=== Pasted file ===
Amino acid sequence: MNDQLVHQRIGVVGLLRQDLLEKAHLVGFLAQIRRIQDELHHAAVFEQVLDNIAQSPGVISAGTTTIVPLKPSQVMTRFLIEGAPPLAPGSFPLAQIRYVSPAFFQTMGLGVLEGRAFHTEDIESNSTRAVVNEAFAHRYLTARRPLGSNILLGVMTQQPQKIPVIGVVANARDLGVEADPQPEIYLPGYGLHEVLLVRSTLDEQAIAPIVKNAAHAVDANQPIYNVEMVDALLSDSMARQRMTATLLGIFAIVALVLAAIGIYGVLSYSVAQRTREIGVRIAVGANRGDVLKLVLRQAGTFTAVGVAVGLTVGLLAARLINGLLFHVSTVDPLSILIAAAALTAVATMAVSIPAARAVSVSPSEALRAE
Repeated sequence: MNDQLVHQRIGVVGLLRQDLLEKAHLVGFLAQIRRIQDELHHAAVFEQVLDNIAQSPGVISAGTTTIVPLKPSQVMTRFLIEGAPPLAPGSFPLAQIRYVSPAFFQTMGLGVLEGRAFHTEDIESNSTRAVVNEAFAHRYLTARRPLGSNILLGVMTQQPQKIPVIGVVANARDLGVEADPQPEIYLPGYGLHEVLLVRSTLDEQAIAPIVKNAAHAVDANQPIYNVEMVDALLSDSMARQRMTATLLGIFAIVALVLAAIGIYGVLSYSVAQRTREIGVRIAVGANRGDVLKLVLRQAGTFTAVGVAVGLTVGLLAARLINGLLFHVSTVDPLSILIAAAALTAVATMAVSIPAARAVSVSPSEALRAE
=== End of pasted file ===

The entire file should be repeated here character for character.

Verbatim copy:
Amino acid sequence: MNDQLVHQRIGVVGLLRQDLLEKAHLVGFLAQIRRIQDELHHAAVFEQVLDNIAQSPGVISAGTTTIVPLKPSQVMTRFLIEGAPPLAPGSFPLAQIRYVSPAFFQTMGLGVLEGRAFHTEDIESNSTRAVVNEAFAHRYLTARRPLGSNILLGVMTQQPQKIPVIGVVANARDLGVEADPQPEIYLPGYGLHEVLLVRSTLDEQAIAPIVKNAAHAVDANQPIYNVEMVDALLSDSMARQRMTATLLGIFAIVALVLAAIGIYGVLSYSVAQRTREIGVRIAVGANRGDVLKLVLRQAGTFTAVGVAVGLTVGLLAARLINGLLFHVSTVDPLSILIAAAALTAVATMAVSIPAARAVSVSPSEALRAE
Repeated sequence: MNDQLVHQRIGVVGLLRQDLLEKAHLVGFLAQIRRIQDELHHAAVFEQVLDNIAQSPGVISAGTTTIVPLKPSQVMTRFLIEGAPPLAPGSFPLAQIRYVSPAFFQTMGLGVLEGRAFHTEDIESNSTRAVVNEAFAHRYLTARRPLGSNILLGVMTQQPQKIPVIGVVANARDLGVEADPQPEIYLPGYGLHEVLLVRSTLDEQAIAPIVKNAAHAVDANQPIYNVEMVDALLSDSMARQRMTATLLGIFAIVALVLAAIGIYGVLSYSVAQRTREIGVRIAVGANRGDVLKLVLRQAGTFTAVGVAVGLTVGLLAARLINGLLFHVSTVDPLSILIAAAALTAVATMAVSIPAARAVSVSPSEALRAE